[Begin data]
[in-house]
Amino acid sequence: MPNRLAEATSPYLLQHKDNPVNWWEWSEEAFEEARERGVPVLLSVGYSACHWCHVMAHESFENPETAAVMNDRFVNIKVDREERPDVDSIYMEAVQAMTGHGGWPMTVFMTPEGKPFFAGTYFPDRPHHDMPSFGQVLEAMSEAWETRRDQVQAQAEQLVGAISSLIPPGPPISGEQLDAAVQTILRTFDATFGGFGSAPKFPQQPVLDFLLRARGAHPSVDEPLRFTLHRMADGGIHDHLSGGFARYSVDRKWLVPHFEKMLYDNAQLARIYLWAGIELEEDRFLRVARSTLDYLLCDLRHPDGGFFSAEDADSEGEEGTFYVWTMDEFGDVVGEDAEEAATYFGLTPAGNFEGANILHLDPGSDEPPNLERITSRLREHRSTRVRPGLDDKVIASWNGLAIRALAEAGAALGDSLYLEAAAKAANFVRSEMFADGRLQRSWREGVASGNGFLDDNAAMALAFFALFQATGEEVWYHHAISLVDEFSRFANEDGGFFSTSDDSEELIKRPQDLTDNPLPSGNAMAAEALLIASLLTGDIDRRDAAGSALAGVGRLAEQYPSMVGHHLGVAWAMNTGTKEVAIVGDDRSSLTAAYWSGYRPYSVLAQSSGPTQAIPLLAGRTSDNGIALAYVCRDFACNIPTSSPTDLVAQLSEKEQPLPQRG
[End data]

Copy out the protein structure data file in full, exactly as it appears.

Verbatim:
[in-house]
Amino acid sequence: MPNRLAEATSPYLLQHKDNPVNWWEWSEEAFEEARERGVPVLLSVGYSACHWCHVMAHESFENPETAAVMNDRFVNIKVDREERPDVDSIYMEAVQAMTGHGGWPMTVFMTPEGKPFFAGTYFPDRPHHDMPSFGQVLEAMSEAWETRRDQVQAQAEQLVGAISSLIPPGPPISGEQLDAAVQTILRTFDATFGGFGSAPKFPQQPVLDFLLRARGAHPSVDEPLRFTLHRMADGGIHDHLSGGFARYSVDRKWLVPHFEKMLYDNAQLARIYLWAGIELEEDRFLRVARSTLDYLLCDLRHPDGGFFSAEDADSEGEEGTFYVWTMDEFGDVVGEDAEEAATYFGLTPAGNFEGANILHLDPGSDEPPNLERITSRLREHRSTRVRPGLDDKVIASWNGLAIRALAEAGAALGDSLYLEAAAKAANFVRSEMFADGRLQRSWREGVASGNGFLDDNAAMALAFFALFQATGEEVWYHHAISLVDEFSRFANEDGGFFSTSDDSEELIKRPQDLTDNPLPSGNAMAAEALLIASLLTGDIDRRDAAGSALAGVGRLAEQYPSMVGHHLGVAWAMNTGTKEVAIVGDDRSSLTAAYWSGYRPYSVLAQSSGPTQAIPLLAGRTSDNGIALAYVCRDFACNIPTSSPTDLVAQLSEKEQPLPQRG